Although it has not yet been determined what caused the driver to veer of course, California Highway Patrol has determined common causes of collisions. Alcohol, for example, was involved in about 90 fatal collisions in 2013. Placer County specifically, had 105 injuries and 4 fatalities involving alcohol and motor vehicles in 2013. Fatal collisions are also often caused by collisions with trucks. In 2013, 256 such fatalities occurred.

In California, drivers owe others on the road, including pedestrians and other vehicles, a duty to drive reasonably. The failure to drive reasonably, such as by failing to look out for obstacles or control the speed of the vehicle, may result in negligent driving. Contact a California personal injury attorney if you have recently been involved in a collision for a consultation regarding your legal rights.

Bus Crash in Merced, California, Kills Four People


Photo Courtesy of KCRA

A tour bus crashed into a sign pole on Highway 99 in Merced County, according to KCRA news. The sign pole split the bus down the middle, injuring all passengers except for four. The bus contained over 30 passengers, all of Mexican ancestry. Tragically, critical injury befell fifteen passengers, while twelve suffered only minor injuries. KCRA reports that four people, not five as previously reported, were killed. The driver, Mario David Vasquez, suffered major injuries. No brake marks were found at the scene of the crash, suggesting that the bus was moving at full-speed when it hit the pole. Sheriff Vern Warnke of Merced County reported to the Associated Press that many of those injured lost their limbs, and that those assisting on the scene carried away “bags of body parts” of those who survived.

Vasquez’s relatives reported that Vasquez had been mourning the death of his spouse and hadn’t been sleeping well as a result. They insist, however, that he wouldn’t have driven if he was too tired. The National Transportation Safety Board (NTSB) and California Highway Patrol (CHP) investigators arrived to investigate but state they will not determine the cause of the crash on scene. The NTSB expects the investigation to take approximately one week.

Tired Driving Statistics

According to a poll by the National Sleep Foundation (NSF), 60% of adult drivers, or about 168 million people, admitted to driving while drowsy in the preceding year. More than one-third admitted to actually falling asleep at the wheel. Four percent stated that they had been involved in an accident or near-accident as a result of drowsiness.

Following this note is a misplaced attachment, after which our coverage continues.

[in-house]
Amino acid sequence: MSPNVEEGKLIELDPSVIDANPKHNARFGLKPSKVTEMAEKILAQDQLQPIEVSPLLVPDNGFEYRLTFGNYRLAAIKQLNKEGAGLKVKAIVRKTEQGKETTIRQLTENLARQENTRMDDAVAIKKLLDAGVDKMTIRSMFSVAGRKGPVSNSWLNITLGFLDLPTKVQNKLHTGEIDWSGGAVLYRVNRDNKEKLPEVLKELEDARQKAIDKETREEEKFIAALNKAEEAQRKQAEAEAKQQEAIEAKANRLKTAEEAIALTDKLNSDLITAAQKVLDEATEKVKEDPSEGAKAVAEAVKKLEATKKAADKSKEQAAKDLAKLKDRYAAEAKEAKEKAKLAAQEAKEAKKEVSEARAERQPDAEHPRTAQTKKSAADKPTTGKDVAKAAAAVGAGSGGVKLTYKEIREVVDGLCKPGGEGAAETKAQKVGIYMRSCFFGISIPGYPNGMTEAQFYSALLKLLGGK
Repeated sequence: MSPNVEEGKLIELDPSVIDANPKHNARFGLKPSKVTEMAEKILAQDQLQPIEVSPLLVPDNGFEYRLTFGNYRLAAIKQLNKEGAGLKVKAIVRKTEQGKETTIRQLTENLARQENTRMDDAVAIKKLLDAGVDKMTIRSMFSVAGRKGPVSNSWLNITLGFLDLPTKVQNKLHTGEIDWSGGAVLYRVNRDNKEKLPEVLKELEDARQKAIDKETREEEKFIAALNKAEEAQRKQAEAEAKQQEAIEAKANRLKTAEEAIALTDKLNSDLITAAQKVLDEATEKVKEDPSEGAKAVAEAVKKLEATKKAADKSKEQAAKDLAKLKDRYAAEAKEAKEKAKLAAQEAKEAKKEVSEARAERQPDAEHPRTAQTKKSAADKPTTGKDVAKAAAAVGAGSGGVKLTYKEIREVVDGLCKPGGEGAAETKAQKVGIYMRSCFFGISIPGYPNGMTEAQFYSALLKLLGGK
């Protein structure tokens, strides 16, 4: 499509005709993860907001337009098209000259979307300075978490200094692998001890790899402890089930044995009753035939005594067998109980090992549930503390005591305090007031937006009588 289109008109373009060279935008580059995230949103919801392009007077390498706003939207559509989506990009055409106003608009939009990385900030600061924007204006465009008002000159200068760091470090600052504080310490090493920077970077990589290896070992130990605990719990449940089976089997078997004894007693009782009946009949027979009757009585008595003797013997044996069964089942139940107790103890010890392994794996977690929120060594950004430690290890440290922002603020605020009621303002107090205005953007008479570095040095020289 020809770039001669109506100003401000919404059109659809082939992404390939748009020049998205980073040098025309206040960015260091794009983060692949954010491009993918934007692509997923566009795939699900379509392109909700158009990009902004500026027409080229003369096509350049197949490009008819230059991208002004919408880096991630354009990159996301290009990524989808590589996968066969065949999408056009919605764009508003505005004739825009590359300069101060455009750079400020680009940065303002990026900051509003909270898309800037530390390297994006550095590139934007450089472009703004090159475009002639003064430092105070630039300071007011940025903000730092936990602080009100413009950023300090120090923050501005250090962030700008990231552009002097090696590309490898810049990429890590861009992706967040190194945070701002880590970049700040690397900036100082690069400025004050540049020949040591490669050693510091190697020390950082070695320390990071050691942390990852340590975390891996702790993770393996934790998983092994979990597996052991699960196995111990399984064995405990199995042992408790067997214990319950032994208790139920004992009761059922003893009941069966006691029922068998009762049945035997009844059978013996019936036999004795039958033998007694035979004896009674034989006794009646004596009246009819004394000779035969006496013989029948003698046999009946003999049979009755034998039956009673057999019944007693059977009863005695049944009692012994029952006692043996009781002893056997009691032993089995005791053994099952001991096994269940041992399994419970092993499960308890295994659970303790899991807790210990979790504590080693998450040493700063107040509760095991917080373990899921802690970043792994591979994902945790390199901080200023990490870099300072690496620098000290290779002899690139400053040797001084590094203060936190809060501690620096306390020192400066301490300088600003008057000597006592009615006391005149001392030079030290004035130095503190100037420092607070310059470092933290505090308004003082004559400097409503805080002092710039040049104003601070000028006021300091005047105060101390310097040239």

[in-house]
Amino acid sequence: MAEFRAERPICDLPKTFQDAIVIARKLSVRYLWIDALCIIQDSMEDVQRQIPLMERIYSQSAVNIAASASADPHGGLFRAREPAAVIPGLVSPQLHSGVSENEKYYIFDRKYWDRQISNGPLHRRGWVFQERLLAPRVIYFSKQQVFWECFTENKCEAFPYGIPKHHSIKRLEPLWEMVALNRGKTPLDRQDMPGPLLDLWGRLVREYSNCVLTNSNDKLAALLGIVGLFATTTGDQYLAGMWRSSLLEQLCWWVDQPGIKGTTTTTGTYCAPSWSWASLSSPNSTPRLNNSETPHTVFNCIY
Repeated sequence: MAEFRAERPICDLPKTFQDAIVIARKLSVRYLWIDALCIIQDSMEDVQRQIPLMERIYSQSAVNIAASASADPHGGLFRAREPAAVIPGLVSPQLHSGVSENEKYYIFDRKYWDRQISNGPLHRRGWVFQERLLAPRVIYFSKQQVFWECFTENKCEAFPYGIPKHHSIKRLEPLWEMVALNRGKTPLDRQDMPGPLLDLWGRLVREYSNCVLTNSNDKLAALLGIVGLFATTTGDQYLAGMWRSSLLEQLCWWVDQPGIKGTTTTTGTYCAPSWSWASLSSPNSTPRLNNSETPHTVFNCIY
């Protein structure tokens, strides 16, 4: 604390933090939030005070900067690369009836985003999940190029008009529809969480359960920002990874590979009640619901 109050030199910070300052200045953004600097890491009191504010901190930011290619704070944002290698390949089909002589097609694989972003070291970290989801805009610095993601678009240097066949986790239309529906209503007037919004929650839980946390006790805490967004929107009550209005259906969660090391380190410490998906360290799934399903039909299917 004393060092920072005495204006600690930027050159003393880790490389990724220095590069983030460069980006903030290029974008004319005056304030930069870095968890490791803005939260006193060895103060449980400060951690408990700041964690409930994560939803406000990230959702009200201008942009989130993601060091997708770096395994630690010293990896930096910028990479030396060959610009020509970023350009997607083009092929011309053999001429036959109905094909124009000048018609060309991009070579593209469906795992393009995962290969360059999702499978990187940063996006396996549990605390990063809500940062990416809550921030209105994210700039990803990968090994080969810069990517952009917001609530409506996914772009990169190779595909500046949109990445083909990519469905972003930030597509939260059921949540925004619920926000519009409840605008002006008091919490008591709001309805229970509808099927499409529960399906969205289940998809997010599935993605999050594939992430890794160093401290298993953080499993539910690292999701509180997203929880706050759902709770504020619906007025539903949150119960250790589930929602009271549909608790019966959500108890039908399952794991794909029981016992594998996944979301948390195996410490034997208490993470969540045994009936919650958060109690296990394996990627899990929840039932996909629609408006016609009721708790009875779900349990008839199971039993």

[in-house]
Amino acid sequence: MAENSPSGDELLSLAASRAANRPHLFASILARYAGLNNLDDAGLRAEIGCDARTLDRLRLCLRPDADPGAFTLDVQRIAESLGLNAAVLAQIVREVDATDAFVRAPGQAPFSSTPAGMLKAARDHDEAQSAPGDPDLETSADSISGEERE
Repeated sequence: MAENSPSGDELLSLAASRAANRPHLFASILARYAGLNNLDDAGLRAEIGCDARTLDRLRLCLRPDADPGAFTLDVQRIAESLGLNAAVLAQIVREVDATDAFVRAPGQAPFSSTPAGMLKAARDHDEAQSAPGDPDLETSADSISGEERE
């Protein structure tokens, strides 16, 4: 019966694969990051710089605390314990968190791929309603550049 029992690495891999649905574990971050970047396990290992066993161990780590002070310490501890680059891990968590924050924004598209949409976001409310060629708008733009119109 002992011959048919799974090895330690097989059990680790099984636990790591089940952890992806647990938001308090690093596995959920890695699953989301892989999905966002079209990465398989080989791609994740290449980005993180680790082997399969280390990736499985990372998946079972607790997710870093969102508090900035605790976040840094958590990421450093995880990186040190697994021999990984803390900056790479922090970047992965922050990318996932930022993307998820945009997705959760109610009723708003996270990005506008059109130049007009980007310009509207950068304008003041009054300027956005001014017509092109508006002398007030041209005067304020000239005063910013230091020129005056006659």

Estimates by the NHTSA (National Highway Traffic Safety Association) indicate conservatively that 100,000 crashes reported by the police directly result from driver fatigue. Young men are the most at-risk group for fatigue-related crashes, with males between the ages of 18 and 29 being most likely to drive while drowsy when compared to other age groups. Adults with children are another at-risk group, as are shift workers. The risk of an individual crashing, predictably, inversely correlates with the amount of sleep the individual had the night before.

Legal Rights of Those Injured

Bus drivers owe a heightened duty of care while driving due to the inherent danger of operating a large vehicle like a bus. If a driver breaches this duty (by driving while tired, for example), and this breach results in harm, the driver may be found liable for damages. Those harmed can recover a dollar amount that the court deems to be sufficient compensation for both the economic and non-economic harm caused.

NBTY: What does it take to be made in the U.S.A?


Friday marked the beginning of a potential class action against vitamin manufacturer NBTY in Florida federal court, alleging deceptive labeling of some of their products. For manufacturers, it may be good for business to label products ‘made in USA’, with an American flag emblem nested proudly on the product. However, legal standards place constraints on how the product must be made and what parts it must consist of in order to bear this label.

The proposed class of consumers in Sweat v. NBTY, Inc., allege that the company deceptively labels its products as being ‘Made in [the] U.S.A.’, and that the consumers purchased the products in reliance on that representation. Instead, the products purportedly contain substantial ingredients sourced from foreign countries. Specifically, the vitamins are alleged as violating the Florida Deceptive and Unfair Trade Practices Act and the Federal Trade Commission Act’s labeling standards.